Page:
Agricultural students very focussed to do well - Bridgwater & Taunton College

To study agriculture at Bridgwater College’s Cannington Centre you don’t have to be from a farming background, in fact students come from a variety of backgrounds and locations.

Not only do our agriculture and land management courses give students the practical skills to manage livestock and crops, but they also develop knowledge and understanding of agriculture as a bigger picture, exploring the environmental impact of farming and ways to improve farming techniques for the future.

We have invested heavily in our agriculture and food resources across the college, and offer students the opportunity to put theory into practice and gain valuable experience in livestock, crops and machinery to embed into work experience and employment opportunities.

Here is what the students say about the past month or so:

Ben Roberts

As we are approaching the end of our second year, assignments are on the top of everyone’s to do list. Recently I have taken on a new task of researching and writing a report for the Llangwenog Sheep Society with the small flock of Llangwenogs we have on the College farm. My report is going to be based around mothering ability and lambing ease, which I will compare against other breeds on the farm.

As well as this, my family and I are in the process of writing a tender for a farm. This always tests my knowledge of my business management lessons from last year. Having the chance to expand my pedigree Texel flock and start commercial farming would be a dream come true as many young people don’t get a chance like this.

Just recently I have purchased six new pedigree Texel ewes to add to my flock who are all in lamb to high quality rams. I bought these from a local breeder where I also bought my stock ram. With only a matter of weeks till lambing, preparation is key when lambing pedigree ewes like these. The diet of the ewes is the most important part to guarantee a successful lambing and if this is wrong I may need the vet in or even lose lambs, something I cannot afford with a small enterprise like mine.

Adrian Netherway

Throughout the past month the College farm has come under new management with new plans in mind to increase our knowledge of modern techniques of farming. Those of us who applied for university courses via UCAS may have received a conditional placement for our desired university or college.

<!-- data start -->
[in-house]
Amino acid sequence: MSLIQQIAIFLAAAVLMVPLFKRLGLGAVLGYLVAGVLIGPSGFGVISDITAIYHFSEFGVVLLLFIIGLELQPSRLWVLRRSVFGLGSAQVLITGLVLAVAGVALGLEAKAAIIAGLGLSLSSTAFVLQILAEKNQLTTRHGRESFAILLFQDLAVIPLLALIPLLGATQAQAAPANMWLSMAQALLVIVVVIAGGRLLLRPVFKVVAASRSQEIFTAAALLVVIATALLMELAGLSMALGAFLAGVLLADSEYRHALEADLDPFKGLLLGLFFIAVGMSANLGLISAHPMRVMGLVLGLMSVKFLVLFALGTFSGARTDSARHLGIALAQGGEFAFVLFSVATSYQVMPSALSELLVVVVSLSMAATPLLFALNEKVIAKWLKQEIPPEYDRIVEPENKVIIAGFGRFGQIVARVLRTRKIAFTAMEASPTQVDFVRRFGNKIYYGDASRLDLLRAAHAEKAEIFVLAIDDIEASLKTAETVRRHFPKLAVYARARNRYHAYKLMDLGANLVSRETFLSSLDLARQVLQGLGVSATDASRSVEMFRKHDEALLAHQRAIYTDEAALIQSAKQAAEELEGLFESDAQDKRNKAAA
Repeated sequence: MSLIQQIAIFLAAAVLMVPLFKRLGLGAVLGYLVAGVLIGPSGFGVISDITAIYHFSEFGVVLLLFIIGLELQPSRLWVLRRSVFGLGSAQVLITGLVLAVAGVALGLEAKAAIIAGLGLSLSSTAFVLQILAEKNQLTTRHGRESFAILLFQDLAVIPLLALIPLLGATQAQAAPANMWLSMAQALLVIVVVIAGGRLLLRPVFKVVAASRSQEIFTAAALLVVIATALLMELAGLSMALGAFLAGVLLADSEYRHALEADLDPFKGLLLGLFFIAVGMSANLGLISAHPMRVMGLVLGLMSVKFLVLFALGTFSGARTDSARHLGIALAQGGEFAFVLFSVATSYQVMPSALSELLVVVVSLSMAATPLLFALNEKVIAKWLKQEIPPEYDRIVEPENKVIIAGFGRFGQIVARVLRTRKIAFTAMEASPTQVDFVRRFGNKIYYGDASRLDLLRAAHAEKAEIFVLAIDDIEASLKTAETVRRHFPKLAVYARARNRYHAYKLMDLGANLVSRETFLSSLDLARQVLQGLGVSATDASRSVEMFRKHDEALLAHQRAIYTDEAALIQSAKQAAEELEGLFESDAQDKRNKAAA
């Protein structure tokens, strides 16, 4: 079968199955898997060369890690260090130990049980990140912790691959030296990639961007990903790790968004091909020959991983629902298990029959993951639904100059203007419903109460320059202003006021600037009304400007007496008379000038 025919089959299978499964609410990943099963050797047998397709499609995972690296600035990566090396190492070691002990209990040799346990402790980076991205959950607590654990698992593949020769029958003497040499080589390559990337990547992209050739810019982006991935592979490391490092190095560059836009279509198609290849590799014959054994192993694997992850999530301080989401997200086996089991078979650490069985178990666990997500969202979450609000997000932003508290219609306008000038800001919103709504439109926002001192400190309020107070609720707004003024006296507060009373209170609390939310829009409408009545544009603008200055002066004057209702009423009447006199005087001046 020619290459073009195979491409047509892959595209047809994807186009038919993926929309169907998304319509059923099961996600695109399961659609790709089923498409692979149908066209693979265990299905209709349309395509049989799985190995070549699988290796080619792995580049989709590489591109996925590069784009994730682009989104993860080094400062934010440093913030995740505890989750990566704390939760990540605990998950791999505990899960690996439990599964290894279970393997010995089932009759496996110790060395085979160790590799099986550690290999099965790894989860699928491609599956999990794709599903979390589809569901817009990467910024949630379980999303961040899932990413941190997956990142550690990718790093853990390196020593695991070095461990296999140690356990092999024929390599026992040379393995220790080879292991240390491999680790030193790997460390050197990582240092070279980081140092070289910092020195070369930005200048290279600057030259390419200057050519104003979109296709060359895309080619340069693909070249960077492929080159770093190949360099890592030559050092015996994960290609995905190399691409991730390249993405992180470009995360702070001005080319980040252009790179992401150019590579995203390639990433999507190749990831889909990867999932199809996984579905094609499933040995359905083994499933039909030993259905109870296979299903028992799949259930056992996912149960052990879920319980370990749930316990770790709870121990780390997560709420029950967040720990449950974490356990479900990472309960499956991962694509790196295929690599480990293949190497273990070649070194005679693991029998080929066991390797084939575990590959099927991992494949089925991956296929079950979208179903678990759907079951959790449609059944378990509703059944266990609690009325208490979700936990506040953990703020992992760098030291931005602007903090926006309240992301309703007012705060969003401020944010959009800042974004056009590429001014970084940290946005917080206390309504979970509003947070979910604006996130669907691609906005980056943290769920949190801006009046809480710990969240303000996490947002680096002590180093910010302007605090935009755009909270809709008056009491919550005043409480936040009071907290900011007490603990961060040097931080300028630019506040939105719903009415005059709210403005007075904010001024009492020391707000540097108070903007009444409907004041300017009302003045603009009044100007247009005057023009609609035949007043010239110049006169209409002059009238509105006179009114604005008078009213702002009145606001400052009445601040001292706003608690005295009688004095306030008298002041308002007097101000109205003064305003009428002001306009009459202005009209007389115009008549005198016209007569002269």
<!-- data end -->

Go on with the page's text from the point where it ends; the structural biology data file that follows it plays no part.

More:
I have just undertaken my final supervisory duties of milking, which I felt was an advantage as dairy isn’t one of my strong areas in farming. In our workshop practical we have designed and made a silage pusher from scratch, using different techniques and fabrication methods, this was then decided to be continued outside of our course time by the students making the implement. This is now being used on the college farm.

I have also acquired myself a new job, I am working on a dairy farm of 280 cows with another 250 young stock and replacement heifers. My job requires me to do yard work and feed the dairy herd and young stock.

Back in the workshop at home, work and college we have been servicing and repairing grass and cultivation equipment for when conditions allow us to undertake field work. Alongside this a small group of mechanisation students including myself went up to Peterborough, to LAMMA 2016 which was very beneficial and allowed us to see a wider range of machines in relation to what we normally use.

Beth Toogood

I am now at the start of our second term back at College. This month I attended the LAMMA machinery show up in Peterborough. I couldn't believe the size of the machinery! When I got back home it made the tractors we have at our farm look really small.

We have also had a careers day at college this month where different companies came in to talk to us about many different options for our future. I have also recently completed my second set of duties where I was working with young stock, I managed to achieve 49/50 on my marks which I was very pleased with.

Charlotte Scott

So here I am starting my second term at Bridgwater College’s Cannington Centre. It really doesn’t feel like I’ve only been here one term, because I have learnt so much and enjoyed all of it, even the 4am starts for duties.

What’s going on in January? Well for me January marks the second week of my duties, afternoons. At least this time I won’t have to get up so early!

We have already had a talk from Yara, about fertilisers which sets us up in a good position for our upcoming assignment in Grassland Management.

I also enjoyed going to LAMMA, an agricultural machinery show, in Peterborough, to gain knowledge on a subject which is rather weak for me. However, is a subject I would really want to learn more about.

Katie Vincent

New Year new start! So here we are in 2016 I’m up to date with all my assignments and I’m ready to take every opportunity which comes my way.

With a new year I have decided to make some new year’s resolutions. I want to keep on top of my assignments and not to fall behind. If I don't understand something I will discuss further in my 1:1s with lectures. I would also like to complete some short technical courses for example foot trimming, AI course and telehandler/forklift.

Our practicals have been really good so far this month we have injected the College’s sheep against clostridial disease. We have also used the loader tractor to load trailers to clear out the sheds. We also had a careers day where we had lots of different businesses come talk to us about what different companies have to offer. Overall I am having a really good start to the term.

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